MADISON, Wis. — Wisconsin union leaders probably won't get much help from judges if they challenge Republicans' right-to-work provisions in court, a labor expert said Monday.
The proposal, which prohibits unions from reaching deals with businesses that require workers to pay fees to the unions as a condition of employment, is on a fast track for approval in the Republican-controlled Legislature, with Gov. Scott Walker promising to sign it. That leaves the courts as a last-ditch option for unions and other opponents.
But legal challenges to recently enacted right-to-work laws in Indiana and Michigan have lost in both state and federal courts. The Wisconsin proposal — which is up for a public hearing Tuesday— closely mirrors laws in those states, making a successful lawsuit here unlikely, said Paul Secunda, a law professor who coordinates Marquette University's labor and employment law program.
In fact, no one has ever successfully won a legal challenge against right-to-work, Secunda said.
"These laws have existed for over 60 years," he said. "You can file all the lawsuits you want but the presumption is going to be that the law is going to be good."
Twenty-four states already have right-to-work laws. Supporters see them as a way to help the economy, spur business and give workers the freedom to choose whether they want to pay union dues. Opponents, including public and private-sector unions, say the laws are just another way for Republicans to weaken unions that favor Democrats and help businesses reduce salary and benefit expenses.
For organized labor in Wisconsin, the new bill marks the second blow of a one-two punch that began with Walker's plan to strip nearly all public workers of their union rights. Republicans passed that measure in 2011 despite massive, round-the-clock demonstrations at the Capitol that attracted tens of thousands of people and went on for weeks. The protests and an ensuring recall attempt helped Walker become a national conservative star who is now likely to run for president.
Union leaders planned rallies Tuesday and Wednesday at the Capitol to protest the right-to-work bill. It's unclear how large these protests might be, but Secunda said he doesn't expect the same energy demonstrators displayed during the public union restriction protests. Only 11.7 percent of Wisconsin workers belonged to unions last year, according to the U.S. Bureau of Labor Statistics. A nationwide Gallup poll done in August showed 71 percent of respondents said they would vote for a right-to-work bill; 22 percent said they would not.
With passage all but certain, unions' only recourse would be lawsuits. But that looks like a losing proposition, too.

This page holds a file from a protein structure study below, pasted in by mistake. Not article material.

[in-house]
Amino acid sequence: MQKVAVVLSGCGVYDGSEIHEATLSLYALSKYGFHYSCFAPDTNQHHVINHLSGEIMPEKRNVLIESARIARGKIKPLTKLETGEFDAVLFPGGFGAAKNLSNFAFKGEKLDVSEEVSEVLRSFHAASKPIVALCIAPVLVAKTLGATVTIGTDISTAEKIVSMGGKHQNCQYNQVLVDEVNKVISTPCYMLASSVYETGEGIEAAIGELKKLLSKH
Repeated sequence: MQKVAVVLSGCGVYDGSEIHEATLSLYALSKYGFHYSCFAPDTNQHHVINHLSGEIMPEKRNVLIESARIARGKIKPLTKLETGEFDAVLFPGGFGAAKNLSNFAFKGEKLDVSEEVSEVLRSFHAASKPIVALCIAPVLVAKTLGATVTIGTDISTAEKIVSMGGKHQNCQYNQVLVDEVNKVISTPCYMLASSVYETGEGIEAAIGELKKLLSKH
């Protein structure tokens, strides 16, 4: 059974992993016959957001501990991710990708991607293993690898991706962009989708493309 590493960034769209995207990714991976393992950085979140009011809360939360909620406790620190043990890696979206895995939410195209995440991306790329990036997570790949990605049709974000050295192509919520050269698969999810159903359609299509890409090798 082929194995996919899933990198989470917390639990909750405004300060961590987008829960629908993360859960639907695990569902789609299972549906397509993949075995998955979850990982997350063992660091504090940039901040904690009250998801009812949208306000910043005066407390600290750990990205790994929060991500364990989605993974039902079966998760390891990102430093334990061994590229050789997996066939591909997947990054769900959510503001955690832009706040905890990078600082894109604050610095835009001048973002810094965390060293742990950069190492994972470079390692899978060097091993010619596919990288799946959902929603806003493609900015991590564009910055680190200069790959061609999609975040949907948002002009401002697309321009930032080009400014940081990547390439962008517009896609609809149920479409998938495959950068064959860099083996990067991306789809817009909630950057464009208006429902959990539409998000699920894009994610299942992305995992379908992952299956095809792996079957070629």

Last year the Indiana state Supreme Court rejected two challenges to that state's right-to-work law that alleged the law unconstitutionally required labor unions to provide services to nonunion workers without compensation. The 7th Circuit U.S. Court of Appeals last year also rejected arguments that federal labor law pre-empts Indiana's law.
A state judge in Michigan earlier this month dismissed a union lawsuit alleging that state's right-to-work is invalid because state police temporarily closed the Capitol while the Legislature debated the bill in 2012.
U.S. District Judge Stephen Murphy III last year ruled federal law doesn't trump that state's right-to-work law in a challenge from the Michigan AFL-CIO, calling right-to-work a valid exercise of state power. Murphy refused to dismiss other parts of the lawsuit, however; a hearing is set for July.
Myranda Tanck, a spokeswoman for Senate Majority Leader Scott Fitzgerald, R-Juneau, said Wisconsin Republicans modeled their bill on Michigan's and Indiana's laws to ensure the legislation would withstand legal muster.
"Right to Work is not an idea that is untried or untested," Tanck wrote in an email. "It has been successfully implemented and repeatedly upheld ... we are confident that (the bill) is legally sound and will withstand any court challenge."
Phil Neuenfeldt, president of the Wisconsin state AFL-CIO, said Monday that he didn't know what legal options may be available for right-to-work opponents.
"We haven't gotten that far," he said.
Secunda said that short of massive strikes unions have no way of stopping the bill from becoming law.
"It's looking very bleak," he said. "(Republicans) have the votes in the state Senate and the votes in the state Assembly and Walker's going to sign it. States that have gone right-to-work have never gone back. Labor's last shot, as far as I can see, is just pulling out the stops and withholding their work from their employers."